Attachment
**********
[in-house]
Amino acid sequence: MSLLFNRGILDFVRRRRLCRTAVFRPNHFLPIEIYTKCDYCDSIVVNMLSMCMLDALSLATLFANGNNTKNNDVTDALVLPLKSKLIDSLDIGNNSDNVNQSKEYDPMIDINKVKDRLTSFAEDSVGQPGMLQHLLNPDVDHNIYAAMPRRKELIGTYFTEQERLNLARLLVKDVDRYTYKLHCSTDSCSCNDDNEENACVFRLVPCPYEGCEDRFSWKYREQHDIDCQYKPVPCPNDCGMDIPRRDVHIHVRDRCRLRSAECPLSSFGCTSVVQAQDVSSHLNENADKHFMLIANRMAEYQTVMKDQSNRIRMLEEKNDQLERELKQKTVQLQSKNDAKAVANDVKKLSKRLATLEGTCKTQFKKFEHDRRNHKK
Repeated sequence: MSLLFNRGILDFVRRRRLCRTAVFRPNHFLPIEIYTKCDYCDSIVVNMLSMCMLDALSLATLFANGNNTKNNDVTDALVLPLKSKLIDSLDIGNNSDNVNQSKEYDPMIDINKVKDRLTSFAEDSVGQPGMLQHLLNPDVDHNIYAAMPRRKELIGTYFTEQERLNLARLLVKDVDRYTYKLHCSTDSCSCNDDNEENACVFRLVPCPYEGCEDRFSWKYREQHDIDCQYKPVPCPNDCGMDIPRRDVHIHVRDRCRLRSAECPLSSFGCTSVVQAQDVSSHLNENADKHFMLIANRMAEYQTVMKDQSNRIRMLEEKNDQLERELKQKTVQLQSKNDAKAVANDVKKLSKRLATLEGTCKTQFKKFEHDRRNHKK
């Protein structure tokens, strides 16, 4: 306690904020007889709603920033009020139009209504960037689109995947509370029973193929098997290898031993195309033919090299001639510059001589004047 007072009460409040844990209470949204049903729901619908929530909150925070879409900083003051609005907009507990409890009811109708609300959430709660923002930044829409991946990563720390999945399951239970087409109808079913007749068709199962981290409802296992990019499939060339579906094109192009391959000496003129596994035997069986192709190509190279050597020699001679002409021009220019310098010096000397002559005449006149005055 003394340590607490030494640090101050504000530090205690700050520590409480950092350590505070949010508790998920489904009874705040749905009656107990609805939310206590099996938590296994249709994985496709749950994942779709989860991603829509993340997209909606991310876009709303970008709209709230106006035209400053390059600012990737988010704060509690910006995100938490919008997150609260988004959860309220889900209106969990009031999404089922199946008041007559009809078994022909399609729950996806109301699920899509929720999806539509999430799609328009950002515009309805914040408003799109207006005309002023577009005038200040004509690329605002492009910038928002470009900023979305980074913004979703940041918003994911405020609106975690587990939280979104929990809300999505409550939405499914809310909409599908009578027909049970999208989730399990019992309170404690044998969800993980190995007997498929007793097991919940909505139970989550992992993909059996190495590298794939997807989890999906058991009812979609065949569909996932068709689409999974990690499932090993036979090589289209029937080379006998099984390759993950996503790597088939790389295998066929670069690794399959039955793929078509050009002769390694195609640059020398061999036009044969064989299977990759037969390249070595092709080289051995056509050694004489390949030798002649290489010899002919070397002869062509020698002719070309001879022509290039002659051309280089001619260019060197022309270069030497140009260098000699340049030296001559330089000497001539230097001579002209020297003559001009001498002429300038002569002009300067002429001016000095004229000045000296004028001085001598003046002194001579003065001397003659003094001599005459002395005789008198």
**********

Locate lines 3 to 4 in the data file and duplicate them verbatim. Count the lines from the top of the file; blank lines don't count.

Repeated sequence: MSLLFNRGILDFVRRRRLCRTAVFRPNHFLPIEIYTKCDYCDSIVVNMLSMCMLDALSLATLFANGNNTKNNDVTDALVLPLKSKLIDSLDIGNNSDNVNQSKEYDPMIDINKVKDRLTSFAEDSVGQPGMLQHLLNPDVDHNIYAAMPRRKELIGTYFTEQERLNLARLLVKDVDRYTYKLHCSTDSCSCNDDNEENACVFRLVPCPYEGCEDRFSWKYREQHDIDCQYKPVPCPNDCGMDIPRRDVHIHVRDRCRLRSAECPLSSFGCTSVVQAQDVSSHLNENADKHFMLIANRMAEYQTVMKDQSNRIRMLEEKNDQLERELKQKTVQLQSKNDAKAVANDVKKLSKRLATLEGTCKTQFKKFEHDRRNHKK
């Protein structure tokens, strides 16, 4: 306690904020007889709603920033009020139009209504960037689109995947509370029973193929098997290898031993195309033919090299001639510059001589004047 007072009460409040844990209470949204049903729901619908929530909150925070879409900083003051609005907009507990409890009811109708609300959430709660923002930044829409991946990563720390999945399951239970087409109808079913007749068709199962981290409802296992990019499939060339579906094109192009391959000496003129596994035997069986192709190509190279050597020699001679002409021009220019310098010096000397002559005449006149005055 003394340590607490030494640090101050504000530090205690700050520590409480950092350590505070949010508790998920489904009874705040749905009656107990609805939310206590099996938590296994249709994985496709749950994942779709989860991603829509993340997209909606991310876009709303970008709209709230106006035209400053390059600012990737988010704060509690910006995100938490919008997150609260988004959860309220889900209106969990009031999404089922199946008041007559009809078994022909399609729950996806109301699920899509929720999806539509999430799609328009950002515009309805914040408003799109207006005309002023577009005038200040004509690329605002492009910038928002470009900023979305980074913004979703940041918003994911405020609106975690587990939280979104929990809300999505409550939405499914809310909409599908009578027909049970999208989730399990019992309170404690044998969800993980190995007997498929007793097991919940909505139970989550992992993909059996190495590298794939997807989890999906058991009812979609065949569909996932068709689409999974990690499932090993036979090589289209029937080379006998099984390759993950996503790597088939790389295998066929670069690794399959039955793929078509050009002769390694195609640059020398061999036009044969064989299977990759037969390249070595092709080289051995056509050694004489390949030798002649290489010899002919070397002869062509020698002719070309001879022509290039002659051309280089001619260019060197022309270069030497140009260098000699340049030296001559330089000497001539230097001579002209020297003559001009001498002429300038002569002009300067002429001016000095004229000045000296004028001085001598003046002194001579003065001397003659003094001599005459002395005789008198």